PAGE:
A screw 18 extends through a hole 19 in the knob 17 and longitudinally into the elongated shaft 14. It loosely holds the knob and upper sleeve in place such that they freely rotate about the elongated shaft. Other attachment means for rotatably holding the upper sleeve to the elongated shaft can be used. For example, a nail or peg can be used in place of the screw 18.

It should be understood a knob on the terminus of the elongated shaft can be fixed thereto and a separate upper sleeve positioned directly below it. Such a sleeve can be rotatably secured to the elongated shaft by use of a ring permanently fixed to the shaft below the upper sleeve. The sleeve in this instance is trapped between the fixed knob and the fixed ring. Further description of a ring is found below with respect to the lower cylindrical-shaped sleeve 16.

As evident in FIG. 2, the lower cylindrical-shaped sleeve 16 is positioned on a mid-portion of the elongated shaft 14 where the user grabs naturally. It has a length sufficiently long to fully receive the user's hand and an inside diameter slightly larger than the diameter of the elongated shaft. Preferably, as with the upper sleeve, the lower sleeve has a length of from about four inches to about eight inches. With reference to FIGS. 2 and 4, the lower sleeve 16 is rotatably held to the elongated shaft by a set of rings which are fixed to the elongated shaft. One ring 20 is fixed to the shaft just above the lower sleeve. A second ring 21 is fixed to the shaft just below the sleeve. In effect, the lower sleeve is trapped between the two fixed rings. Sufficient tolerances are present to allow the sleeve to freely rotate. Washers can optionally be used between each ring and the sleeve to reduce friction.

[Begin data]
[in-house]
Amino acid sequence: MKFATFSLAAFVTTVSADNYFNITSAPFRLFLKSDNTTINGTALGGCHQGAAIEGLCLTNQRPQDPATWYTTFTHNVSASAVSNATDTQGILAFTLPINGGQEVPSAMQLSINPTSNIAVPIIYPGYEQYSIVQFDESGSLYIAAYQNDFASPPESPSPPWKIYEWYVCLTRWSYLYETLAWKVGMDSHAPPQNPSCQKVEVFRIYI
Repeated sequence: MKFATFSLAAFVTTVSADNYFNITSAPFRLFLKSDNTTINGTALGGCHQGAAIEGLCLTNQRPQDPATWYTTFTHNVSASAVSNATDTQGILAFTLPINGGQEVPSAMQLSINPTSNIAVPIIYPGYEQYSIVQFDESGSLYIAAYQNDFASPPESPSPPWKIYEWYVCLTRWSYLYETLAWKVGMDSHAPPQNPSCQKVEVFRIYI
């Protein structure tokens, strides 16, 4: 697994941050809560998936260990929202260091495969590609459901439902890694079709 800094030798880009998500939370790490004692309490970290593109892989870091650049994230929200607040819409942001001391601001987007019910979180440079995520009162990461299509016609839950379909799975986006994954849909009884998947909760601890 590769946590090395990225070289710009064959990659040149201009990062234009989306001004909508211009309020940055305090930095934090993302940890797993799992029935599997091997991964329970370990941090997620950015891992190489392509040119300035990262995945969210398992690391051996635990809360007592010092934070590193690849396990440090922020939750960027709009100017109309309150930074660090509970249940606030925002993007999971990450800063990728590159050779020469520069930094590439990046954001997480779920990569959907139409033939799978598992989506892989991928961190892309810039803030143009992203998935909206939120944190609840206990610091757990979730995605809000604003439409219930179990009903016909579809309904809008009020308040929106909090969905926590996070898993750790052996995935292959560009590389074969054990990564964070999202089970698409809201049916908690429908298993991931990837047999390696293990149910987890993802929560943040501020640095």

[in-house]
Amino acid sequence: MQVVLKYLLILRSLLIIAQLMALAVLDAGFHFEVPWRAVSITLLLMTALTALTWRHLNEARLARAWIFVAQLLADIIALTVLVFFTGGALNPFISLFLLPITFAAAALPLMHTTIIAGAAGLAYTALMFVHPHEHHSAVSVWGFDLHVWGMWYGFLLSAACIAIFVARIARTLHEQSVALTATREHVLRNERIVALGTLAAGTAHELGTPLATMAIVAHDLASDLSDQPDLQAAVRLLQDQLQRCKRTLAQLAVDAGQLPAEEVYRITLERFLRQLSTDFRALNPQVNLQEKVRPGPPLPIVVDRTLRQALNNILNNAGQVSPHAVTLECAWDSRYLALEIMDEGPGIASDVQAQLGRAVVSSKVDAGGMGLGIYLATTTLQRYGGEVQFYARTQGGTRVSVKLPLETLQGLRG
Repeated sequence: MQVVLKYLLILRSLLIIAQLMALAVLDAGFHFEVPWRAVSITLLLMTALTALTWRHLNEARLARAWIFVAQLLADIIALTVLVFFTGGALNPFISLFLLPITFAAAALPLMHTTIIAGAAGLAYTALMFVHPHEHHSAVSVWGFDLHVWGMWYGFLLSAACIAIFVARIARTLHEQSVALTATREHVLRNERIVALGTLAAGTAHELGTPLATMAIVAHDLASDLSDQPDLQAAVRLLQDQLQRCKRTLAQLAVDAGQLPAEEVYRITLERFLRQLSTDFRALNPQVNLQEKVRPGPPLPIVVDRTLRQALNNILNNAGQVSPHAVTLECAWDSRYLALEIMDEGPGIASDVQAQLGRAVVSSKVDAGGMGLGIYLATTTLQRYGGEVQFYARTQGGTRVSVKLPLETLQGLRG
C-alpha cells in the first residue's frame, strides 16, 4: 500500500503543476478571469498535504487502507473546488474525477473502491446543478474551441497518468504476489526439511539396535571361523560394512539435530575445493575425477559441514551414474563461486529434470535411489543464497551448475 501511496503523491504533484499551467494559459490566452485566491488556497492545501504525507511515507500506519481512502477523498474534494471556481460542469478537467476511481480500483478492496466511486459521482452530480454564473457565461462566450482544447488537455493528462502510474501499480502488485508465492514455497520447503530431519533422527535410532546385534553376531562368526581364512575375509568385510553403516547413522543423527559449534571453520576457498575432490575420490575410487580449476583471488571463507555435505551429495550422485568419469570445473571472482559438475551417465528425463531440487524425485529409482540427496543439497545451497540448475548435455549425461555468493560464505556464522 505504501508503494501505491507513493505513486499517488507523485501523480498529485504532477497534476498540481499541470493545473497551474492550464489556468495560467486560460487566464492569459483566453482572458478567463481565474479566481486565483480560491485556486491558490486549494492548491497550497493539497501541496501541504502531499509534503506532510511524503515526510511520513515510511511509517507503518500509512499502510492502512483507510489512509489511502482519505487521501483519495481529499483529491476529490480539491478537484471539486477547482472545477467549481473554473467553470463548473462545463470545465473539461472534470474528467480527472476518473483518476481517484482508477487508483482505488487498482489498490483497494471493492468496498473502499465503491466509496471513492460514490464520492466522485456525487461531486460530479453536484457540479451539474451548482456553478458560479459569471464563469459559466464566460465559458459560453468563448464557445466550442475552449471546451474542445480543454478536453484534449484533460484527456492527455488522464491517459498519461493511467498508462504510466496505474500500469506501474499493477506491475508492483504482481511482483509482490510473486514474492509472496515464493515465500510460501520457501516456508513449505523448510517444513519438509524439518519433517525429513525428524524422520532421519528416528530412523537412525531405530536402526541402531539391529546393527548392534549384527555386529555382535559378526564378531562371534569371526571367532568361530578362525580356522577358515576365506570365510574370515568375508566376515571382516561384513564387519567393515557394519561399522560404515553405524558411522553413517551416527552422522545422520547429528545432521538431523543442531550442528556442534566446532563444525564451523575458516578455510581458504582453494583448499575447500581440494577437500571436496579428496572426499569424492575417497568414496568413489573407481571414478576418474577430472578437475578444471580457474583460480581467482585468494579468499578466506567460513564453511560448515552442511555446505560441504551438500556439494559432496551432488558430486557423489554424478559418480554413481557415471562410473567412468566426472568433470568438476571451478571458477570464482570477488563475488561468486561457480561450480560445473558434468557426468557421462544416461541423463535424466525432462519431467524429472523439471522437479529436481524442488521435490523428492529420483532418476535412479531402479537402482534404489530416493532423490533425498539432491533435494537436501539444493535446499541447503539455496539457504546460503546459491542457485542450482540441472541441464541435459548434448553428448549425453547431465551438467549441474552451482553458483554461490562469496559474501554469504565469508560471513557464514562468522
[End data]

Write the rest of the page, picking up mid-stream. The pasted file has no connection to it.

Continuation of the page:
It should be evident that the upper and lower sleeves of the mop handle are grasped by the mop's user. The mop is used in the ordinary fashion. However, because of the rotatable nature of the two sleeves, the mop's elongated shaft will freely rotate in response to movement of the mop head. The sleeves themselves do not rotate in the user's hands. As a result, the circular twisting motion of the mop head is not transferred to the user's hands. Lessened muscle strain in the hands and forearms of the user is immediately experienced. Additionally, a rubbing movement on the hands is not experienced. Necessarily, blister do not form. Extended use of the mop of the invention confirms a substantial reduction in user muscle strain.

While the invention has been described in detail and with reference to the drawings, it should be understood various modifications can be made. Other changes of an obvious nature are considered within the scope of the appended claims.